Dermal sheep collagen (DSC), which was crosslinked with 1,4-butanediol diglycidyl ether (BD) by using four different conditions, was characterized and its biocompatibility was evaluated after subcutaneous implantation in rats. Crosslinking at pH 9.0 (BD90) or with successive epoxy and carbodiimide steps (BD45EN) resulted in a large increase in the shrinkage temperature (Ts) in combination with a clear reduction in amines. Crosslinking at pH 4.5 (BD45) increased the Ts of the material but hardly reduced the number of amines. Acylation (BD45HAc) showed the largest reduction in amines in combination with the lowest Ts. An evaluation of the implants showed that BD45, BD90, and BD45EN were biocompatible. A high influx of polymorphonuclear cells and macrophages was observed for BD45HAc, but this subsided at day 5. At week 6 the BD45 had completely degraded and BD45HAc was remarkably reduced in size, while BD45EN showed a clear size reduction of the outer DSC bundles; BD90 showed none of these features. This agreed with the observed degree of macrophage accumulation and giant cell formation. None of the materials calcified. For the purpose of soft tissue replacement, BD90 was defined as the material of choice because it combined biocompatibility, low cellular ingrowth, low biodegradation, and the absence of calcification with fibroblast ingrowth and new collagen formation.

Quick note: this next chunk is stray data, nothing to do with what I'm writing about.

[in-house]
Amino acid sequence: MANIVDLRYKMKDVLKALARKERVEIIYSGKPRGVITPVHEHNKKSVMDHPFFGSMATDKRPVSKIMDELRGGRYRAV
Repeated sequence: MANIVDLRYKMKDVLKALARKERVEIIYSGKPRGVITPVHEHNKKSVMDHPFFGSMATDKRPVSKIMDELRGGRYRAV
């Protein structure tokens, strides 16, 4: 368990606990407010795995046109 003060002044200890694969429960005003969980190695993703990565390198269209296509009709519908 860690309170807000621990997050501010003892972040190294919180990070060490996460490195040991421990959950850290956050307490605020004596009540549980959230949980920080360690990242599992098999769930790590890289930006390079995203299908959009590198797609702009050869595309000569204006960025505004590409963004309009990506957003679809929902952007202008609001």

|Journal||Journal of biomedical materials research|
|Publication status||Published - 1999|
- Epoxy compounds